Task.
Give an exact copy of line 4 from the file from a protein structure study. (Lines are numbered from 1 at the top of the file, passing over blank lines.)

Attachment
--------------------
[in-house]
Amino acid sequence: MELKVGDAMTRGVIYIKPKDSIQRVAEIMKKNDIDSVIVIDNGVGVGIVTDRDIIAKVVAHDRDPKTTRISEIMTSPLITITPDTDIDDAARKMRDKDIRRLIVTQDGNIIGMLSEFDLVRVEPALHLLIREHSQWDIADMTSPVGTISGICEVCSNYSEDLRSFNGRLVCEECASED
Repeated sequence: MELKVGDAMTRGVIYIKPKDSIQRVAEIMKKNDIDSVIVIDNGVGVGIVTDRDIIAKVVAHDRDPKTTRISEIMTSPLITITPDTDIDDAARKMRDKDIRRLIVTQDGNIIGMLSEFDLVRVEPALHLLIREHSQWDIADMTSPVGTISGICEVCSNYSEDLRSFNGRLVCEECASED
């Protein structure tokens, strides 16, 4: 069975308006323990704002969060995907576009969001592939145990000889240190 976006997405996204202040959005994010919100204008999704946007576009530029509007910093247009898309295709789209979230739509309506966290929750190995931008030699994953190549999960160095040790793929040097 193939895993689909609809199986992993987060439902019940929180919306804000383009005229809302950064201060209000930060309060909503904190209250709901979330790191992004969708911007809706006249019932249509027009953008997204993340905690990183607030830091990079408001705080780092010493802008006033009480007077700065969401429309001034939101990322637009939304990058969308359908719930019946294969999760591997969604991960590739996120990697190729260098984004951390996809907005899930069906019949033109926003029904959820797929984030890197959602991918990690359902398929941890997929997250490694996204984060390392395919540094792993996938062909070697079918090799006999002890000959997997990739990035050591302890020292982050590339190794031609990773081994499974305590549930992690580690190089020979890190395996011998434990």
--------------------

């Protein structure tokens, strides 16, 4: 069975308006323990704002969060995907576009969001592939145990000889240190 976006997405996204202040959005994010919100204008999704946007576009530029509007910093247009898309295709789209979230739509309506966290929750190995931008030699994953190549999960160095040790793929040097 193939895993689909609809199986992993987060439902019940929180919306804000383009005229809302950064201060209000930060309060909503904190209250709901979330790191992004969708911007809706006249019932249509027009953008997204993340905690990183607030830091990079408001705080780092010493802008006033009480007077700065969401429309001034939101990322637009939304990058969308359908719930019946294969999760591997969604991960590739996120990697190729260098984004951390996809907005899930069906019949033109926003029904959820797929984030890197959602991918990690359902398929941890997929997250490694996204984060390392395919540094792993996938062909070697079918090799006999002890000959997997990739990035050591302890020292982050590339190794031609990773081994499974305590549930992690580690190089020979890190395996011998434990």